Final score: Chiefs 23, Vikings 7.
"The Kansas City defensive line resembled a redwood forest," says Vikings QB
Joe Kapp. "I don't remember that one individual stood out -- they were all
very active. They took the running game away from us. We went into the game
wanting to run the ball, and they were able to take it all away with great
4. The Replacements -- Oilers, sans Pastorini and Campbell, upset Chargers in 1979 AFC divisional game
The Chargers are very, very good, and it seems like they are on the road to the Super Bowl. The Oilers are just a speed bump, especially playing without QB Dan Pastorini and All-Pro RB Earl Campbell, both out due to injuries suffered in a 13-7 wild-card win over Denver six days earlier. But Dan Fouts is nice enough to make Houston rookie defender Vernon Perry his primary receiver, and Perry's record four INTs lifts the Oilers to a 17-14 win.
5. Everyone's a Patriot -- The Pats beat the Rams in Super Bowl XXXVI
|"We shocked the world. We didn't shock ourselves," said Vinatieri. ... Suure.|
Does it get any better? Adam Vinatieri kicks a 48-yard figgie with seven seconds left to lift the Pats over St. Louis in last year's Big Game. New England's win over Oakland in the snowy AFC divisional game two weeks earlier, again thanks (in part) to some clutcheousness from Vinatieri, was also a surprise.
6. Just do it -- Giants beat the mighty Bears in "Sneakers" game for NFL title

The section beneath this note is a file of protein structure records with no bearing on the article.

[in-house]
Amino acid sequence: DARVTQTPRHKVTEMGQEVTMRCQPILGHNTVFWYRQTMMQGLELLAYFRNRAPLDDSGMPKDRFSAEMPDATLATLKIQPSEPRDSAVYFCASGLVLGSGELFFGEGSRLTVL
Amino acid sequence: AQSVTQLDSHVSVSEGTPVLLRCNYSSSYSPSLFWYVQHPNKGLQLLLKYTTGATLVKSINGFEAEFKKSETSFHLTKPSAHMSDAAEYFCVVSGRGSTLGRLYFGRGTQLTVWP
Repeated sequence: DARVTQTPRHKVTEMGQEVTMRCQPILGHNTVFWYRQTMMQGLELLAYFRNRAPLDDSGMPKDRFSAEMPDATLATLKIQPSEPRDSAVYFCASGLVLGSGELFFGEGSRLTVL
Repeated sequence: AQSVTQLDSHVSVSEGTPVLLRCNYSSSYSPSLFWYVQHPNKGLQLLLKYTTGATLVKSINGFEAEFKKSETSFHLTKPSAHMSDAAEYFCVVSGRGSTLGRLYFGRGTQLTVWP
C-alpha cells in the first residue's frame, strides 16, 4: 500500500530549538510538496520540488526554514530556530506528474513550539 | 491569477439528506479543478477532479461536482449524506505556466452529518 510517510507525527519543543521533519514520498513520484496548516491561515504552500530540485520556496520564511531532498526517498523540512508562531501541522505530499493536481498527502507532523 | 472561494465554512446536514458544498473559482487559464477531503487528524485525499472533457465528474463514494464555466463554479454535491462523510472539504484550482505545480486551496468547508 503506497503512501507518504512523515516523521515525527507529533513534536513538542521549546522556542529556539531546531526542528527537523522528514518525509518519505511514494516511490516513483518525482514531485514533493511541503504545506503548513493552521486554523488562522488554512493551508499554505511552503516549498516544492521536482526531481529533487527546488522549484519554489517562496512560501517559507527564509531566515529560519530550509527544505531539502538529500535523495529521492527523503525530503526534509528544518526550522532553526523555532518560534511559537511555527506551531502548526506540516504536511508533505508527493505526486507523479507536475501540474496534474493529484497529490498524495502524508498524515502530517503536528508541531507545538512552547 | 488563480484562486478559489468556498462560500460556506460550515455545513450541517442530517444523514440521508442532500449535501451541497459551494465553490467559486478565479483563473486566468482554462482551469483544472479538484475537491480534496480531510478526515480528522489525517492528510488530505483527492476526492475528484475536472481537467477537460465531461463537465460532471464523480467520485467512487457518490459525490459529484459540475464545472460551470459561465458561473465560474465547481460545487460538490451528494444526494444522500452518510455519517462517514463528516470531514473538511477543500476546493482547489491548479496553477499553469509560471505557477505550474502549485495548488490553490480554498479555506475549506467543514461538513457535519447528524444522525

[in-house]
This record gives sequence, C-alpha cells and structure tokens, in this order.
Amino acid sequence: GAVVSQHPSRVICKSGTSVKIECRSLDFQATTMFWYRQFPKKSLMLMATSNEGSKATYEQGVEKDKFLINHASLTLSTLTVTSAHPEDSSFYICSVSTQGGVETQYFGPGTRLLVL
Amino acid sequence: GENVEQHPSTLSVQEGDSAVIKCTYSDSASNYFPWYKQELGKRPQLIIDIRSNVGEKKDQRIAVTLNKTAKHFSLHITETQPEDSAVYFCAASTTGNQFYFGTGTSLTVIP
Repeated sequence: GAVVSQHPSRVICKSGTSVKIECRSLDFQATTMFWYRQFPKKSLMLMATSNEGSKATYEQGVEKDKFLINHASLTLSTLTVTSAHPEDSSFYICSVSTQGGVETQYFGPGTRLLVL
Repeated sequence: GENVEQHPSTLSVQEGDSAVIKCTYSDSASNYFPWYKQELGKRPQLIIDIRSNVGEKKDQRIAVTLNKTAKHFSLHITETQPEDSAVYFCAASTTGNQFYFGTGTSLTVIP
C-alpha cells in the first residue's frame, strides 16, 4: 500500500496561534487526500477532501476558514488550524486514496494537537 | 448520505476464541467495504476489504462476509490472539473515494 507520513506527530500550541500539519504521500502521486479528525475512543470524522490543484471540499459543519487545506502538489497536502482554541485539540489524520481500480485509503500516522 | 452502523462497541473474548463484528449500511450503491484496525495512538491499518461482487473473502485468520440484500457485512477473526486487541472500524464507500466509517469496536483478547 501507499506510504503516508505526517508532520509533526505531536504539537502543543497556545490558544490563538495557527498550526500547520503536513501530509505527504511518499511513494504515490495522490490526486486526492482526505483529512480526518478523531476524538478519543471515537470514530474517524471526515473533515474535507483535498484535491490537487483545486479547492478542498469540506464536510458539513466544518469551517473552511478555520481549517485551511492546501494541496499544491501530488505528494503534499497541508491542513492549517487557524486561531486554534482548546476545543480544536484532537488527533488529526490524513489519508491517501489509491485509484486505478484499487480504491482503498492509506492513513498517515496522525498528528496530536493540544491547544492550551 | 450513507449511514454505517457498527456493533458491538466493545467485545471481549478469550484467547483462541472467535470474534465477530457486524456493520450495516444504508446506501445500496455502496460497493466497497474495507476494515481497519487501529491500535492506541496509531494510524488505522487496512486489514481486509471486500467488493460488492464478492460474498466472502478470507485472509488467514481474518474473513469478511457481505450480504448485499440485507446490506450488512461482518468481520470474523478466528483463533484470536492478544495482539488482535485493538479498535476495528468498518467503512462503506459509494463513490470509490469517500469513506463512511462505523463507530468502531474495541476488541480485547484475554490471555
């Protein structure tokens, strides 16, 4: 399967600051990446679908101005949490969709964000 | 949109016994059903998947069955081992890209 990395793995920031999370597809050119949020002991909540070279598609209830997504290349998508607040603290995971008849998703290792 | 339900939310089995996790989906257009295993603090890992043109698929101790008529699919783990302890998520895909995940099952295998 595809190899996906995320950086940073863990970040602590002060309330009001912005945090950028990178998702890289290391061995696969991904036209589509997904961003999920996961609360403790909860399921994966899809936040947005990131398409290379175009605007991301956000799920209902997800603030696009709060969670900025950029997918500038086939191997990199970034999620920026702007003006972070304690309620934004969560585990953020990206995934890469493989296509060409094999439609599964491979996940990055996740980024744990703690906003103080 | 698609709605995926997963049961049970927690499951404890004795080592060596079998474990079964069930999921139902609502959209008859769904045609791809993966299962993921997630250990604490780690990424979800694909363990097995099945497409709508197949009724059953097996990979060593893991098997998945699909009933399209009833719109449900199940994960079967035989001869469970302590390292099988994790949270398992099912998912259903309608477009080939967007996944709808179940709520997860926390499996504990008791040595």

The Bears, powered by the running duo of Bronko Nagurski and Beattie Feathers, won 13 games in the 1934 regular season, and became the first NFL team to complete a season without a loss or a tie. Nagurski was a blocking terror, clearing a path for Feathers that helped the halfback average 9.9 yards a carry.
The Giants lost five games in 1934, including two to the Bears, and a
Chicago win seems a near certainty. Then the Polo Grounds weather gets all
funky -- game-time temp is 9 degrees -- and the teams battle it out on a
sheet of ice before 35,000 hearty fans. The Bears lead 10-3 at halftime, but
the Giants come back in the second half with a surprise: They've left their
useless cleats in the locker room, and now wear sneakers. While the Bears
continue to slip and slide, the Giants ride their sure-grips to 27 points
(including two Ken Strong TDs) in the fourth quarter to win going away,
7. Pinto vs. Corvette: Seahawks stun Dolphins in 1983 divisional game
The 9-7 Seattle Seahawks sneak into the playoffs for the first time in their
eight-year history, as a wild-card team. The 12-4 Dolphins, last year's AFC
champs, seem a lock, especially playing in front of a home crowd at the
Orange Bowl with star rookie QB Dan Marino at the controls.
The day before the game, Michael Wilbon writes in the Washington Post that
the QBs exemplify the differences between the two teams: "Marino drives to
work every morning in a new gold Corvette that matches his hair and arm.
[Dave] Krieg, signed as a free agent, comes in a Pinto."
But this matters not to Seattle. They keep it close. Trailing 20-17 with
3:43 remaining, Krieg and wide receiver Steve Largent connect on 16- and
40-yard passes, and Curt Warner (who ends the day with 113 rushing yards and